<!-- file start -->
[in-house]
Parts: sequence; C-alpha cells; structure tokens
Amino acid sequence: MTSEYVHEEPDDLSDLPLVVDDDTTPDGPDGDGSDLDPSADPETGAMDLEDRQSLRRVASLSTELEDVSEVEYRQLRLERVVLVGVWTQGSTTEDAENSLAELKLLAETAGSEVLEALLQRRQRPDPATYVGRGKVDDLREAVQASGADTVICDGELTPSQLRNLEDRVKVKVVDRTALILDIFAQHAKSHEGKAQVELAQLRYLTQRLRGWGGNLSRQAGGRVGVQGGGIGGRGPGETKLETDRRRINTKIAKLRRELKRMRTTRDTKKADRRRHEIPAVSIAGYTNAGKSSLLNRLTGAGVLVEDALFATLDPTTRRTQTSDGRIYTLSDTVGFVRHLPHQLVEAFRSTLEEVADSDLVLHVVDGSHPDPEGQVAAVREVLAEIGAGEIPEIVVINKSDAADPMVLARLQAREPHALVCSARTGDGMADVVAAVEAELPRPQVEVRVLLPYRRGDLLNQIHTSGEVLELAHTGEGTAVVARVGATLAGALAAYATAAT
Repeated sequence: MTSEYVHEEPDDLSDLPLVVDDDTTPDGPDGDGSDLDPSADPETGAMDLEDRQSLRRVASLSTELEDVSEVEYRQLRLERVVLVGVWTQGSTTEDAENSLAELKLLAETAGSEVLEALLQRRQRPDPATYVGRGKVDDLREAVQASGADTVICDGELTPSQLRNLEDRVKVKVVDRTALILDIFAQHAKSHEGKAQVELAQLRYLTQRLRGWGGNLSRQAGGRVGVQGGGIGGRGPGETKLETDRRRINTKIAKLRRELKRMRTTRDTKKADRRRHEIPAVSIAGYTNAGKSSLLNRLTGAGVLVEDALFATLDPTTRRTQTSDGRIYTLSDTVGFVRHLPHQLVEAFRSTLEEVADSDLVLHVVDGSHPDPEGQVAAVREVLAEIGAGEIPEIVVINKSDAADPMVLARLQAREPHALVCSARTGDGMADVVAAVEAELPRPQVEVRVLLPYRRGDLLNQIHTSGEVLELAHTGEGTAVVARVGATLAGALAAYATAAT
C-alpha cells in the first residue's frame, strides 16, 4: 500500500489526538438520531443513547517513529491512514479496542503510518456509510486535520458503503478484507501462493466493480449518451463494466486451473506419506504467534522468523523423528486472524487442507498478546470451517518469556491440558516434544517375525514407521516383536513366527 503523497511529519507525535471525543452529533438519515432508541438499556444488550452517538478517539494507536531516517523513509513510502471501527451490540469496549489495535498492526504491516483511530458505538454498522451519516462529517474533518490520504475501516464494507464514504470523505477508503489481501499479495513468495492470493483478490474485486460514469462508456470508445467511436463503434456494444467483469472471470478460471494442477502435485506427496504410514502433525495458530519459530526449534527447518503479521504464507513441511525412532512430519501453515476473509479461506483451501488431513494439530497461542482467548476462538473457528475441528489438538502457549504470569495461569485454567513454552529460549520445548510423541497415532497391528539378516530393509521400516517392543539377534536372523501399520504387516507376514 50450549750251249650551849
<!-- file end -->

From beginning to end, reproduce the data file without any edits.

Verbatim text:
[in-house]
Parts: sequence; C-alpha cells; structure tokens
Amino acid sequence: MTSEYVHEEPDDLSDLPLVVDDDTTPDGPDGDGSDLDPSADPETGAMDLEDRQSLRRVASLSTELEDVSEVEYRQLRLERVVLVGVWTQGSTTEDAENSLAELKLLAETAGSEVLEALLQRRQRPDPATYVGRGKVDDLREAVQASGADTVICDGELTPSQLRNLEDRVKVKVVDRTALILDIFAQHAKSHEGKAQVELAQLRYLTQRLRGWGGNLSRQAGGRVGVQGGGIGGRGPGETKLETDRRRINTKIAKLRRELKRMRTTRDTKKADRRRHEIPAVSIAGYTNAGKSSLLNRLTGAGVLVEDALFATLDPTTRRTQTSDGRIYTLSDTVGFVRHLPHQLVEAFRSTLEEVADSDLVLHVVDGSHPDPEGQVAAVREVLAEIGAGEIPEIVVINKSDAADPMVLARLQAREPHALVCSARTGDGMADVVAAVEAELPRPQVEVRVLLPYRRGDLLNQIHTSGEVLELAHTGEGTAVVARVGATLAGALAAYATAAT
Repeated sequence: MTSEYVHEEPDDLSDLPLVVDDDTTPDGPDGDGSDLDPSADPETGAMDLEDRQSLRRVASLSTELEDVSEVEYRQLRLERVVLVGVWTQGSTTEDAENSLAELKLLAETAGSEVLEALLQRRQRPDPATYVGRGKVDDLREAVQASGADTVICDGELTPSQLRNLEDRVKVKVVDRTALILDIFAQHAKSHEGKAQVELAQLRYLTQRLRGWGGNLSRQAGGRVGVQGGGIGGRGPGETKLETDRRRINTKIAKLRRELKRMRTTRDTKKADRRRHEIPAVSIAGYTNAGKSSLLNRLTGAGVLVEDALFATLDPTTRRTQTSDGRIYTLSDTVGFVRHLPHQLVEAFRSTLEEVADSDLVLHVVDGSHPDPEGQVAAVREVLAEIGAGEIPEIVVINKSDAADPMVLARLQAREPHALVCSARTGDGMADVVAAVEAELPRPQVEVRVLLPYRRGDLLNQIHTSGEVLELAHTGEGTAVVARVGATLAGALAAYATAAT
C-alpha cells in the first residue's frame, strides 16, 4: 500500500489526538438520531443513547517513529491512514479496542503510518456509510486535520458503503478484507501462493466493480449518451463494466486451473506419506504467534522468523523423528486472524487442507498478546470451517518469556491440558516434544517375525514407521516383536513366527 503523497511529519507525535471525543452529533438519515432508541438499556444488550452517538478517539494507536531516517523513509513510502471501527451490540469496549489495535498492526504491516483511530458505538454498522451519516462529517474533518490520504475501516464494507464514504470523505477508503489481501499479495513468495492470493483478490474485486460514469462508456470508445467511436463503434456494444467483469472471470478460471494442477502435485506427496504410514502433525495458530519459530526449534527447518503479521504464507513441511525412532512430519501453515476473509479461506483451501488431513494439530497461542482467548476462538473457528475441528489438538502457549504470569495461569485454567513454552529460549520445548510423541497415532497391528539378516530393509521400516517392543539377534536372523501399520504387516507376514 50450549750251249650551849